Photography Studio Business Plan
Families need photographs to capture the special moments of their lives. Families of professionals are busy, and if too much time goes by between photos, these moments are lost forever. Babies, especially, grow fast and parents need photos of them several times a year.
While nearly everyone has a camera for snapshots, people need professional quality photos when they will be shown to an important audience, and when people want to be seen in the best light. The Internet has expanded the use of photos, making it possible for anyone to send them or to publish them for wide viewing.
Professionals often have business needs for high-quality photos, and through this familiarity, they acquire a taste for them. When these professionals need photos to preserve memories, or to display family photos when they entertain at home, they have the budget and the desire for similarly high-quality photos. Just as they appoint their homes with fine furniture and decorations, the photos on their walls need to exhibit their standards of quality.
Most people use professional photo studios only on rare occasions, such as weddings, yearbook pictures, or baby portraits. Because the client has to initiate the call, many special moments are lost and the studio loses potential business. Photo studios generally charge a large fee for CDs of their clients’ digital images. For these reasons, most photo studios are rarely used by families as a whole.
This photography business plan shows how Phoebe’s Photo Studio will meet the needs of professionals and their families to capture the special moments in their lives and present them in the best light. We will establish a relationship in which we initiate the calls to keep their photos up to date. Digital files of their photos will be available for free by e-mail, or with a nominal fee for CD. Because of our relationship with the families, when something big like a wedding comes, there’s no place else they would go.
Phoebe’s will grow at an annual rate of over 40 percent by targeting families of professionals with newborn babies for baby pictures and then developing a relationship with the client over the years for ongoing photographs. The funding requested in this plan is projected to result in a comfortable annual net profit by Year 3.
The opening of Phoebe’s Photo Studio will mark a change in the way professional photography is delivered. Rather than being a rare place to visit, this photo studio will be a fun part of a family’s lives, helping them capture special moments and share them in a digital world.
Phoebe’s Photo Studio helps clients preserve memories and portray themselves in the best light. We thrive on repeat business by developing relationships with our clients and calling them with timely reminders for new photos. We make professional quality photographs easily available in a digital format. We do this by using a pricing structure that makes our digital photographs a household staple and by making it fun for them to come here or to have us in their homes.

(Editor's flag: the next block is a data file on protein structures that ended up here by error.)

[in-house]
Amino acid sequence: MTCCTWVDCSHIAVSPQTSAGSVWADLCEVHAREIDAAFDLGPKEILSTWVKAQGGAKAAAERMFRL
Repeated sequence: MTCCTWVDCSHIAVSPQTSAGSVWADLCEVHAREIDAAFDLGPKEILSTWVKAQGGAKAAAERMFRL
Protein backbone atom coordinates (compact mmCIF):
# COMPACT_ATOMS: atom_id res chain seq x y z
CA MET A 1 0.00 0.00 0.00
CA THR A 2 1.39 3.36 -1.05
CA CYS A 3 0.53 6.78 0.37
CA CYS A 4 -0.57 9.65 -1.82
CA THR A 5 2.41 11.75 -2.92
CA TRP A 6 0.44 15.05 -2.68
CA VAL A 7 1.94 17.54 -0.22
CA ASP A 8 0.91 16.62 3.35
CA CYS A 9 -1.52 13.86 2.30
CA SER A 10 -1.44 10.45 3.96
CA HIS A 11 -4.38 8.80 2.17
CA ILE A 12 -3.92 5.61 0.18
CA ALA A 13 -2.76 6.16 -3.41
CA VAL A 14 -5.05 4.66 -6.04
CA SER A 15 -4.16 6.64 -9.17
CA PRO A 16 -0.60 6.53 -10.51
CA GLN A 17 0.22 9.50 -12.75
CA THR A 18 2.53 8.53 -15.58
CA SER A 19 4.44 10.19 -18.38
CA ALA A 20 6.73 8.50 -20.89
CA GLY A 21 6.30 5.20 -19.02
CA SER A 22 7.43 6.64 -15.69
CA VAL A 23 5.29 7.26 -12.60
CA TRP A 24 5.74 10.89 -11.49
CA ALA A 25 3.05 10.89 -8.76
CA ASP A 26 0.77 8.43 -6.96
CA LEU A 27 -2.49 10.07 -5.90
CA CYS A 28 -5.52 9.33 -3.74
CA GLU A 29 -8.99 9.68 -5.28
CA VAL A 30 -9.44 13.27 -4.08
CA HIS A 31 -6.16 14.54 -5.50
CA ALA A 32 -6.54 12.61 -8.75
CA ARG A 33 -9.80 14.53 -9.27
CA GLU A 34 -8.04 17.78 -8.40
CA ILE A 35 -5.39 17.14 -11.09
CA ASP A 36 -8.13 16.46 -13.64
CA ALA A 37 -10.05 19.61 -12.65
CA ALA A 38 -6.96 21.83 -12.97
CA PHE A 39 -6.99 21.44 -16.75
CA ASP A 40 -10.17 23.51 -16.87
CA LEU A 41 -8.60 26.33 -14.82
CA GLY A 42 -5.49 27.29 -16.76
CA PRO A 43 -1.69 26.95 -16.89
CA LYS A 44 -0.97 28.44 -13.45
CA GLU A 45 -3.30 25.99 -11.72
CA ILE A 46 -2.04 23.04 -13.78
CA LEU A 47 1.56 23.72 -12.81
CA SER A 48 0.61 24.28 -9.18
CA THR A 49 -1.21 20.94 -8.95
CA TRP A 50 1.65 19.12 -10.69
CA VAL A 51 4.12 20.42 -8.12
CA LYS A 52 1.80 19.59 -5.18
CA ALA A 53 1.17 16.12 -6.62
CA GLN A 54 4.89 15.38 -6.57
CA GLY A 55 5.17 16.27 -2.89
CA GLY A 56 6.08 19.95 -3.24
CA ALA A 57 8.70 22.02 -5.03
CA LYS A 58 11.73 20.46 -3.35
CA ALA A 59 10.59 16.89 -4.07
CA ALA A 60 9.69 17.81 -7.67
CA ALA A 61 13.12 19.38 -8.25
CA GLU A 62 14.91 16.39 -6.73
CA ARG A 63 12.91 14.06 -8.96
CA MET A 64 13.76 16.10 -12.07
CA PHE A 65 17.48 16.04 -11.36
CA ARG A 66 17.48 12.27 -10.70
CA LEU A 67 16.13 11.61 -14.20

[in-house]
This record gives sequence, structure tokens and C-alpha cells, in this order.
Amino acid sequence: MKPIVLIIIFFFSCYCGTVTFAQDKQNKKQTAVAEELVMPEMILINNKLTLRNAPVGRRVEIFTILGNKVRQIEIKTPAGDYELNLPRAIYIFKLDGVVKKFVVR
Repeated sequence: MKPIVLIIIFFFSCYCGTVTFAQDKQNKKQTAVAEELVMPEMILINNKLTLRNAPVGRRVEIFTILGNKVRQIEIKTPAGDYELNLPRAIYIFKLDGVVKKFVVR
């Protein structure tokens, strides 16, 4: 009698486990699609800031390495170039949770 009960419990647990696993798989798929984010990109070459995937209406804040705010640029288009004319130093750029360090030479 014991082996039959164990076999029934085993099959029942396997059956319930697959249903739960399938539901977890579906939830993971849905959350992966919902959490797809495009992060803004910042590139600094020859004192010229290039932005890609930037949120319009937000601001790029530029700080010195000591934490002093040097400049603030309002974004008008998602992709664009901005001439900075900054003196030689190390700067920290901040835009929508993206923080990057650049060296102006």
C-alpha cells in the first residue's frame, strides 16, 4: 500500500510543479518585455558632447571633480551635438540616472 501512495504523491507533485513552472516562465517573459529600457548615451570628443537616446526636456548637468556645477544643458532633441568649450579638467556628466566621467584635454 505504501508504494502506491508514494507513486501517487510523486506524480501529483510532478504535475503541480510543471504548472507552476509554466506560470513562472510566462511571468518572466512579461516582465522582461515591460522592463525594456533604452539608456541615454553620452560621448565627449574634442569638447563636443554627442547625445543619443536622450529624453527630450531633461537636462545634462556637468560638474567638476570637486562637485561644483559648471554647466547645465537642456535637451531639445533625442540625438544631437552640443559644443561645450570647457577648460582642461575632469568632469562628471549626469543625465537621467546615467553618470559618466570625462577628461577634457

In addition to livelihood, we’re in this business for the enjoyment of photography and having fun with people. We want to keep it simple.
Our objectives are:
- To generate a comfortable net profit by the third year.
- To develop systems of production for each product category that are easy to replicate with new clients to keep it simple and fun.
- To have a client relationship system and call plan that will keep us on top of each of our client’s scheduled needs at all times.
Keys to Success
Our keys for success are:
- Target marketing for the gateway products of baby pictures, high school photos and wedding albums.
- Developing relationships with our clients through personal customer service, to turn one-time customers into lifetime clients.
- Our system of tracking clients’ ongoing needs for photos and taking the initiative to call them for appointments.
Phoebe Peters has worked as an industrial photographer and freelance portrait photographer in Southern California for 10 years. She has found that personal customer relationships are the key to repeat business and will open Phoebe’s Photo Studio in downtown Eugene, Oregon on that premise.
Phoebe’s Photo Studio is a sole proprietorship owned by Phoebe Peters. It will open in a leased 800 square foot studio in downtown Eugene, Oregon.
Phoebe Peters is a graduate of Brooks Institute of Photography in Santa Barbara, California and is a member of the Professional Photographers of Oregon and the Professional Photographers of America. She has 10 years experience capturing the special moments of people’s lives.
Company Locations and Facilities
We will open in an 800 square-foot studio at 100 Main Street, the heart of the commercial district with ample free parking. The space will be leased for three years beginning at $800 a month with cost-of-living adjustments made annually.
The studio will have a highly visible electric sign and a 20-foot wide display window visible to passing foot and auto traffic. Customers will enter a public area with a counter, samples of our photographs and albums, and couches for waiting. A separate playroom with props and other toys will accommodate children with sitting areas for parents, while a utility area off the back door will be set up to accommodate pets and their props. Children, pets and props can be brought into the photography studio for their photographs. An office and working area will be used for assembling the final product.